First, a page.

SCCWRP and its partners are launching a new round of exploratory work on bioanalytical cell screening technology to better understand how these assays can be adapted to provide early evidence that bioactive chemical contaminants in aquatic environments are potentially triggering adverse biological impacts in fish.
Researchers’ goal is to understand the relationship, or linkage, between how bioanalytical assays respond to exposure to bioactive CECs, and how living fish respond to exposure to the same contaminant levels. This work will pave the way for developing bioscreening thresholds for endocrine-disruptor cell assays that are sufficiently protective of fish health.
Researchers have begun planning a laboratory exposure study that will better define the linkage between an assay known as the glucocorticoid receptor assay, and corresponding biological impacts to the estuarine silverside fish species Menidia beryllina. Glucocorticoids are a class of endocrine-disrupting CECs commonly found in aquatic systems that can adversely impact metabolism and growth of juvenile silversides.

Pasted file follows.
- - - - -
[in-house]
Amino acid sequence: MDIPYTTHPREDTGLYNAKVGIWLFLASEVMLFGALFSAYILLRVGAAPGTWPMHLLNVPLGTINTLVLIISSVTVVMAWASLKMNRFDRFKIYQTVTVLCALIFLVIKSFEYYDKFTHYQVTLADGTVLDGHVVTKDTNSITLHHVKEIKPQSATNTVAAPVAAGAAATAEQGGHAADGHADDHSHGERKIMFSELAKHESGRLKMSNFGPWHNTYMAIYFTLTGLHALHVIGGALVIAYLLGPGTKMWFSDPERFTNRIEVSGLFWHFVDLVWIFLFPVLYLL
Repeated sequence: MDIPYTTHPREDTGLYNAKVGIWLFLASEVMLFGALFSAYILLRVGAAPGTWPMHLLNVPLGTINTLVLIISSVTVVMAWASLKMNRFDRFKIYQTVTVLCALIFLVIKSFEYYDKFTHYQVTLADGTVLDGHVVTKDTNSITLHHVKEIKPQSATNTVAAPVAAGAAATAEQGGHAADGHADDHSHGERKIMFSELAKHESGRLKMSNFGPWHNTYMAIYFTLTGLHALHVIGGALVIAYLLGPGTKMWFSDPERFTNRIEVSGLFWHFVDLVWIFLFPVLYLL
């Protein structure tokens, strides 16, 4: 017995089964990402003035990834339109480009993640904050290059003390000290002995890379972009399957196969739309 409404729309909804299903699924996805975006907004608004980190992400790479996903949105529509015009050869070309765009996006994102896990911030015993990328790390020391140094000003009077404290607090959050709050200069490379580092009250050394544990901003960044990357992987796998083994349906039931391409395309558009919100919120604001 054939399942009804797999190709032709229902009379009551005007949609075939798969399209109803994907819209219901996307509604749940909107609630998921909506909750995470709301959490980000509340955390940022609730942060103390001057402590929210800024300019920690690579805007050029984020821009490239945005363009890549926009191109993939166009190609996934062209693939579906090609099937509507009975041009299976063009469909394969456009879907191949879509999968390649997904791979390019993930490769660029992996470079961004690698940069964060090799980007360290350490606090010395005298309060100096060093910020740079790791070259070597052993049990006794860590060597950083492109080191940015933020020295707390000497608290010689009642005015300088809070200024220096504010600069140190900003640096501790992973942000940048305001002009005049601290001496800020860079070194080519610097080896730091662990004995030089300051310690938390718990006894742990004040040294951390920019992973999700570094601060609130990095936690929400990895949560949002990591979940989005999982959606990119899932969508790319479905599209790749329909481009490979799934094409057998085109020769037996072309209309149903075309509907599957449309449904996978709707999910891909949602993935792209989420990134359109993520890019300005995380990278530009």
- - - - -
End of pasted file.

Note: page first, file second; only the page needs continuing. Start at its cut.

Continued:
Separately, researchers in May will launch a field exposure study that will track biological impacts to fathead minnow fish from exposure to CECs. The fish will be exposed to flowing Los Angeles River water in real time by housing them in mobile exposure chambers set up along the riverbank.
More news related to: Bioanalytical Cell Screening Assays, Emerging Contaminants